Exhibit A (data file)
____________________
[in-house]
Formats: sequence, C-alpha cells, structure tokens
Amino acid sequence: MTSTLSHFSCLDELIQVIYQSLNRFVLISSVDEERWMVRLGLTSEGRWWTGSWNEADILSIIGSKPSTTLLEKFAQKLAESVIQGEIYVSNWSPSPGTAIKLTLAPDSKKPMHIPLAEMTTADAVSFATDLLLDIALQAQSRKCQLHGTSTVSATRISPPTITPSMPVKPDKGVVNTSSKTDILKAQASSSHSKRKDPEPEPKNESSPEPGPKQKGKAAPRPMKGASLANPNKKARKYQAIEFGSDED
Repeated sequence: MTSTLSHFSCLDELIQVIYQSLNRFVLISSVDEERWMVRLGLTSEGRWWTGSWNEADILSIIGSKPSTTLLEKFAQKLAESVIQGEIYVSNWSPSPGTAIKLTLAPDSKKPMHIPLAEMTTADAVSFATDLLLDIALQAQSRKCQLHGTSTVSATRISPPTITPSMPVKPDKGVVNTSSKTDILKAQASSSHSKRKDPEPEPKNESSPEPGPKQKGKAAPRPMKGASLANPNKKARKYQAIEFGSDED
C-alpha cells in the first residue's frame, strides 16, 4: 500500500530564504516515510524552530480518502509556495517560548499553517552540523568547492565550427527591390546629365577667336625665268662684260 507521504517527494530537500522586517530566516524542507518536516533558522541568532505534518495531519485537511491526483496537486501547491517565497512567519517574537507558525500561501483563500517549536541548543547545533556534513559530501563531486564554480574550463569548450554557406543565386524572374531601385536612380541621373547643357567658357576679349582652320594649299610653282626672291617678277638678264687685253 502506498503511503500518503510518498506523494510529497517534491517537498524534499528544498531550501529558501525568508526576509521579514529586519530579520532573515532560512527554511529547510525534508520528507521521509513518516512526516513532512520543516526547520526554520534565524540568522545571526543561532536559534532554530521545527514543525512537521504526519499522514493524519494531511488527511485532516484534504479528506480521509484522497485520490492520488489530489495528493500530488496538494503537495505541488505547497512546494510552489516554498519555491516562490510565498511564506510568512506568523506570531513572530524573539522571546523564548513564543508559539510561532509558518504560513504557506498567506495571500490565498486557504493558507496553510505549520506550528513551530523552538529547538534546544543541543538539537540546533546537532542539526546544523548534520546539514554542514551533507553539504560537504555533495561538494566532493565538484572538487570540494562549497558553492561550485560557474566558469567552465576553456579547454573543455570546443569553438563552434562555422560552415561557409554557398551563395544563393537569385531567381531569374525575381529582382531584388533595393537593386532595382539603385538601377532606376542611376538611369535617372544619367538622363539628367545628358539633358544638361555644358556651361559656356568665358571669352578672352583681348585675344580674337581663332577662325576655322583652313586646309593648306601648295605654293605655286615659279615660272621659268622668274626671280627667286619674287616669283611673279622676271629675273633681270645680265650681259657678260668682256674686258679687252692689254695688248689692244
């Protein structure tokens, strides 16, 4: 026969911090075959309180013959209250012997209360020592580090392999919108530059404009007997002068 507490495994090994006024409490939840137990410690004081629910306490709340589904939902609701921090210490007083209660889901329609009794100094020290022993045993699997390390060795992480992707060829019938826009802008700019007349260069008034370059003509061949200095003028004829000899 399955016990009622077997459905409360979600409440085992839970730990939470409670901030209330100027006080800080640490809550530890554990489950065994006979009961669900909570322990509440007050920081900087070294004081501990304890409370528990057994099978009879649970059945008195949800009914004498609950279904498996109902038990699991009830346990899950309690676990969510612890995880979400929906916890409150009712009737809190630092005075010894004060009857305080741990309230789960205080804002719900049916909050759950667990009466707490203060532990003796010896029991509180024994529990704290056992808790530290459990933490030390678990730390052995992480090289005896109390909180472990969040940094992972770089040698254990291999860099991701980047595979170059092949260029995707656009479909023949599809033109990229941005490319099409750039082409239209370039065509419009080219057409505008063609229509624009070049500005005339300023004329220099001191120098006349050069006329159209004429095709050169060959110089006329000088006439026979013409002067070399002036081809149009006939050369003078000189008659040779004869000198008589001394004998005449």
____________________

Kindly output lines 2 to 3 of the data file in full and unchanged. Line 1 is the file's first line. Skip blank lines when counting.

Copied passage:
Formats: sequence, C-alpha cells, structure tokens
Amino acid sequence: MTSTLSHFSCLDELIQVIYQSLNRFVLISSVDEERWMVRLGLTSEGRWWTGSWNEADILSIIGSKPSTTLLEKFAQKLAESVIQGEIYVSNWSPSPGTAIKLTLAPDSKKPMHIPLAEMTTADAVSFATDLLLDIALQAQSRKCQLHGTSTVSATRISPPTITPSMPVKPDKGVVNTSSKTDILKAQASSSHSKRKDPEPEPKNESSPEPGPKQKGKAAPRPMKGASLANPNKKARKYQAIEFGSDED